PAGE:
Pumping Specific Gravity of Slurries

When solids or more dense liquids are added to water, the specific gravity increases over that of water.
Solids added to water naturally increases the specific gravity over that of water. Therefore, when pumping a higher gravity material, engine horsepower and discharge pressure must increase as more slurry is added. Slurries will reduce head, wear down the pump, and decrease pump efficiency compared to that of water.

The specific gravity of typical dredged slurries will vary between 1.0, when pumping only water, to 1.33 (40% density by weight). As the specific gravity increases such as with coarse sand and gravel, more power will be required to pump it. Less dense materials such as fine sediments and organics require less horsepower (HP). It is important to know the specific gravity of the materials to be dredged to calculate and keep critical velocity so slurry pipelines do not become clogged, stopping operations to unclog the pipeline before continuing.

The heavier the material (or higher specific gravity SG), the faster the speed needed to move the material through the pipeline, to prevent settling at the bottom of the slurry pipeline. This is often referred to as critical line velocity, The dredge operator has to monitor the velocity of the slurry based upon the width of the slurry pipeline and the specific gravity of the materials being pumped.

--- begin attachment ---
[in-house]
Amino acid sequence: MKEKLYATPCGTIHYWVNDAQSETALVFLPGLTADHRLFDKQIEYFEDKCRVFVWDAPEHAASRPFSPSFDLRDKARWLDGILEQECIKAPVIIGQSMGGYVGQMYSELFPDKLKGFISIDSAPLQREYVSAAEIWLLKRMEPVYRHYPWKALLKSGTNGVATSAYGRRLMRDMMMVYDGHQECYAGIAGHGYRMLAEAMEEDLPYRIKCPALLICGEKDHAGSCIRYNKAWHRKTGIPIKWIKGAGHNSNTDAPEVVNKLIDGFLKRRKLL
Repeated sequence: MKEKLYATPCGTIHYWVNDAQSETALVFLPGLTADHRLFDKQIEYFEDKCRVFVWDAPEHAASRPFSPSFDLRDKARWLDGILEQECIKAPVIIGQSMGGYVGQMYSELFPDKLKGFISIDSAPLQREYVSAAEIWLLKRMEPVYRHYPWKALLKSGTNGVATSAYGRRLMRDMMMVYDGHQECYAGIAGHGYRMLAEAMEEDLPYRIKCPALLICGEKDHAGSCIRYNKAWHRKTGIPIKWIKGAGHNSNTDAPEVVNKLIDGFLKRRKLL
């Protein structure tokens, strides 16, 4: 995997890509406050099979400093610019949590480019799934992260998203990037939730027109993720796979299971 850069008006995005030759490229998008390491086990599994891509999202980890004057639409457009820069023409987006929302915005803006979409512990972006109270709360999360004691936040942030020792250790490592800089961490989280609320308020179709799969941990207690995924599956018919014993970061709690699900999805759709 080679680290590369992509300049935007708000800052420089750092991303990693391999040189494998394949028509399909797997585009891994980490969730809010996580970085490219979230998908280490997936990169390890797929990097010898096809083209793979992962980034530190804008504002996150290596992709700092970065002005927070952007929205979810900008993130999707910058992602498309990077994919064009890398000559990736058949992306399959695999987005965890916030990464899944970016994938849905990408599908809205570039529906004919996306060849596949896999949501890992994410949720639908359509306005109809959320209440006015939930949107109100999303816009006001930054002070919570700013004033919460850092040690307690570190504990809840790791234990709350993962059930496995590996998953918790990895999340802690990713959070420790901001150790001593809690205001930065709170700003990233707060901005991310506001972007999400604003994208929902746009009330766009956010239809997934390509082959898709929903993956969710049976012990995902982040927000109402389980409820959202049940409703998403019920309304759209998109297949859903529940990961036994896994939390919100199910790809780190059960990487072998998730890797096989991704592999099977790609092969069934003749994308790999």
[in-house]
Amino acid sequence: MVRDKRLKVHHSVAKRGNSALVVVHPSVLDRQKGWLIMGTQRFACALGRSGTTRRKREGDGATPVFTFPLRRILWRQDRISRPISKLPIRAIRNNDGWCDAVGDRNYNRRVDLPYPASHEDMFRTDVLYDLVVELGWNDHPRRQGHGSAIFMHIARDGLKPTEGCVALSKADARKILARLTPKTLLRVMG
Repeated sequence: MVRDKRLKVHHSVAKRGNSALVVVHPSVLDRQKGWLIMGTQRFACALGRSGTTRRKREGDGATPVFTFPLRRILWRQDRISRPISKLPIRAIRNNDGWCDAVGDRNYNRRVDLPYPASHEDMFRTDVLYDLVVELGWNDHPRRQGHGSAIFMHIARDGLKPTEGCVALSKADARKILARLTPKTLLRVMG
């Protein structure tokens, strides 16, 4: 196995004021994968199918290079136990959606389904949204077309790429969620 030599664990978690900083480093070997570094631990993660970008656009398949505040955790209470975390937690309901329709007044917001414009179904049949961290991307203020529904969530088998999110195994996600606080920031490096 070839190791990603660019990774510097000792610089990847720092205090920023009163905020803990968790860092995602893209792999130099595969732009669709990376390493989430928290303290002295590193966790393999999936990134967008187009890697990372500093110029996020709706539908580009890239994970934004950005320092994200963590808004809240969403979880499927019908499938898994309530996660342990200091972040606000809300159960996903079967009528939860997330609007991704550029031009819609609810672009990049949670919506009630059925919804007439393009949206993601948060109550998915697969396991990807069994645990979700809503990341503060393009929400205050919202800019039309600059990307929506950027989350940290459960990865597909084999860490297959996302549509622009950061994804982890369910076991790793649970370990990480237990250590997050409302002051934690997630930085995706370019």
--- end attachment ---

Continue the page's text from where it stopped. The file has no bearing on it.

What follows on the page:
The smaller the internal diameter of the slurry pipeline is, the faster the material must move through it to keep from settling. For example, if you are moving 1,200 GPM of water through an 8 IN (internal diameter) pipeline, the water travels at 7.6 ft/s. If you move that same 1,200 GPM through a 10 IN pipeline, the slurry travels 4.9 ft/s. The wider pipeline allows slurries to flow at a considerably slower speed.

This means the pipeline size and pump selection are very important when doing initial calculations. Simply changing the pipe size in the field will impact the project and need to be compensated for.

If you are pumping dense solids, like rocks, it is important to get finer solids as well such as dirt because your finer materials will help lift up the heavier solids and assist in transporting rocks all of the way down the pipeline without clogging up, this is in conjunction with having enough turbulence in the flow of your slurry pipeline.

effluent discharge pipe
Effluent discharge pipeline
With the recessed rotor and high tolerance of the EDDY Pump, clogs will become a thing of the past since the pump can pass solids 1 inch less than the discharge pipe. This means that a 10” EDDY Pump can pass solids up to 9 inches in diameter!. The tough simplicity of the EDDY Pump along with its proven tornado pumping effect translates into extended run times, no clogging, and higher production compared to conventional pumping technologies.

Why EDDY Pumps Are Better – Highlights

This video shows how EDDY Pump transports high slurry and abrasive materials. Featured dredge pump equipment includes the Remote Operated Subdredge, Diver Operated Pump and a Excavator Attachment Dredge Pump.

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